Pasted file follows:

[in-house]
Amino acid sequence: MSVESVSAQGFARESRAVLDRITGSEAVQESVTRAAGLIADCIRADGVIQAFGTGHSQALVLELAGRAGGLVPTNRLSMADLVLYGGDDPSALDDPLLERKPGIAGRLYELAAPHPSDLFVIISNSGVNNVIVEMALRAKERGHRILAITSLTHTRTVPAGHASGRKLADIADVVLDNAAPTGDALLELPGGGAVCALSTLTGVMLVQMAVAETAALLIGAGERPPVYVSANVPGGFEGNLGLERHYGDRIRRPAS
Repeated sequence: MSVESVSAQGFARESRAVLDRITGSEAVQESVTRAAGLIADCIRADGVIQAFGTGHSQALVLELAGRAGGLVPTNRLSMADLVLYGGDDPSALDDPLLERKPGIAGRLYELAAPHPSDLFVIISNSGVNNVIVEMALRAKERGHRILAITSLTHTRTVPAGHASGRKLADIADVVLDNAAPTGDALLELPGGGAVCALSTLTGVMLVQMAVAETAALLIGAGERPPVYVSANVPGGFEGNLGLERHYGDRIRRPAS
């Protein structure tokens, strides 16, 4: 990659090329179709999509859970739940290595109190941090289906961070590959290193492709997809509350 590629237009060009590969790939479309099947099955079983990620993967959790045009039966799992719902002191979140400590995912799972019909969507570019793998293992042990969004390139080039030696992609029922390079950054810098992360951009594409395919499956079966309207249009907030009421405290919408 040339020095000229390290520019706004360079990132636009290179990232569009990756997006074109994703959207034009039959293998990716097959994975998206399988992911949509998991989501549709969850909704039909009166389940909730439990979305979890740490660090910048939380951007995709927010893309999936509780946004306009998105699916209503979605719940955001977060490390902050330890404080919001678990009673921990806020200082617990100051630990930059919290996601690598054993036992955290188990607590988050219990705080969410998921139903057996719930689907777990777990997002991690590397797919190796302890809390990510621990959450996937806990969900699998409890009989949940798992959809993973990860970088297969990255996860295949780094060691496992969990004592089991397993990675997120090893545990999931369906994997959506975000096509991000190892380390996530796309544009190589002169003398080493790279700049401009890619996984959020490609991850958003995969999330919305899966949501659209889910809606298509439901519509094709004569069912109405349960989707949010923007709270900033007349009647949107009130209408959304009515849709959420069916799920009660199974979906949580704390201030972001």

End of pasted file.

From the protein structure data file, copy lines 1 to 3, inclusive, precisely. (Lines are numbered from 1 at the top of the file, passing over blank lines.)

[in-house]
Amino acid sequence: MSVESVSAQGFARESRAVLDRITGSEAVQESVTRAAGLIADCIRADGVIQAFGTGHSQALVLELAGRAGGLVPTNRLSMADLVLYGGDDPSALDDPLLERKPGIAGRLYELAAPHPSDLFVIISNSGVNNVIVEMALRAKERGHRILAITSLTHTRTVPAGHASGRKLADIADVVLDNAAPTGDALLELPGGGAVCALSTLTGVMLVQMAVAETAALLIGAGERPPVYVSANVPGGFEGNLGLERHYGDRIRRPAS
Repeated sequence: MSVESVSAQGFARESRAVLDRITGSEAVQESVTRAAGLIADCIRADGVIQAFGTGHSQALVLELAGRAGGLVPTNRLSMADLVLYGGDDPSALDDPLLERKPGIAGRLYELAAPHPSDLFVIISNSGVNNVIVEMALRAKERGHRILAITSLTHTRTVPAGHASGRKLADIADVVLDNAAPTGDALLELPGGGAVCALSTLTGVMLVQMAVAETAALLIGAGERPPVYVSANVPGGFEGNLGLERHYGDRIRRPAS